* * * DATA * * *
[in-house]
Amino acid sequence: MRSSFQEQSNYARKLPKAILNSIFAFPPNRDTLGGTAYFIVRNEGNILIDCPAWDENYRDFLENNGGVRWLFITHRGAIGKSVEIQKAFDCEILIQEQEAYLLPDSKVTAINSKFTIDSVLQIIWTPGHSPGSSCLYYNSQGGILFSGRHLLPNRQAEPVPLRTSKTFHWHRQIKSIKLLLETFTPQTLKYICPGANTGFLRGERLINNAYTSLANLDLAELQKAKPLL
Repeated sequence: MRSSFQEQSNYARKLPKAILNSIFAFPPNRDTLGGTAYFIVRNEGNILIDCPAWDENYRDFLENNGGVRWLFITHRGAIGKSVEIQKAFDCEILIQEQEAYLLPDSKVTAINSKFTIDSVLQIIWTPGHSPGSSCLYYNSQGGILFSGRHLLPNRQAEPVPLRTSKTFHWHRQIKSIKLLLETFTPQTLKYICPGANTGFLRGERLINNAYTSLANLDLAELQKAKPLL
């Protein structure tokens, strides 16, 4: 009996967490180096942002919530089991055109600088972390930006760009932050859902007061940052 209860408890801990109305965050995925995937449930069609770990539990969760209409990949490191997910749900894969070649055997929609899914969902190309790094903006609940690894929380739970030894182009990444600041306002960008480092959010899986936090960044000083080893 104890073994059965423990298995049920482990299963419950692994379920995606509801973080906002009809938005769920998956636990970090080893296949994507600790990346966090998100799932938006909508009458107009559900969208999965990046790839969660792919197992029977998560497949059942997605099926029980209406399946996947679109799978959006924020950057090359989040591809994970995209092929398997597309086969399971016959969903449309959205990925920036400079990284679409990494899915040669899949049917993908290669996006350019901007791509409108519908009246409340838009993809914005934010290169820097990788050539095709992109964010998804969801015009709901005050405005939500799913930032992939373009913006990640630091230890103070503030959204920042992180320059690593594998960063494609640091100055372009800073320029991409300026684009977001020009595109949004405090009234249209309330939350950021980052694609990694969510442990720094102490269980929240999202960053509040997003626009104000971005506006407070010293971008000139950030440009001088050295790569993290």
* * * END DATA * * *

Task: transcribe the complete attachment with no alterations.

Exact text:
[in-house]
Amino acid sequence: MRSSFQEQSNYARKLPKAILNSIFAFPPNRDTLGGTAYFIVRNEGNILIDCPAWDENYRDFLENNGGVRWLFITHRGAIGKSVEIQKAFDCEILIQEQEAYLLPDSKVTAINSKFTIDSVLQIIWTPGHSPGSSCLYYNSQGGILFSGRHLLPNRQAEPVPLRTSKTFHWHRQIKSIKLLLETFTPQTLKYICPGANTGFLRGERLINNAYTSLANLDLAELQKAKPLL
Repeated sequence: MRSSFQEQSNYARKLPKAILNSIFAFPPNRDTLGGTAYFIVRNEGNILIDCPAWDENYRDFLENNGGVRWLFITHRGAIGKSVEIQKAFDCEILIQEQEAYLLPDSKVTAINSKFTIDSVLQIIWTPGHSPGSSCLYYNSQGGILFSGRHLLPNRQAEPVPLRTSKTFHWHRQIKSIKLLLETFTPQTLKYICPGANTGFLRGERLINNAYTSLANLDLAELQKAKPLL
């Protein structure tokens, strides 16, 4: 009996967490180096942002919530089991055109600088972390930006760009932050859902007061940052 209860408890801990109305965050995925995937449930069609770990539990969760209409990949490191997910749900894969070649055997929609899914969902190309790094903006609940690894929380739970030894182009990444600041306002960008480092959010899986936090960044000083080893 104890073994059965423990298995049920482990299963419950692994379920995606509801973080906002009809938005769920998956636990970090080893296949994507600790990346966090998100799932938006909508009458107009559900969208999965990046790839969660792919197992029977998560497949059942997605099926029980209406399946996947679109799978959006924020950057090359989040591809994970995209092929398997597309086969399971016959969903449309959205990925920036400079990284679409990494899915040669899949049917993908290669996006350019901007791509409108519908009246409340838009993809914005934010290169820097990788050539095709992109964010998804969801015009709901005050405005939500799913930032992939373009913006990640630091230890103070503030959204920042992180320059690593594998960063494609640091100055372009800073320029991409300026684009977001020009595109949004405090009234249209309330939350950021980052694609990694969510442990720094102490269980929240999202960053509040997003626009104000971005506006407070010293971008000139950030440009001088050295790569993290």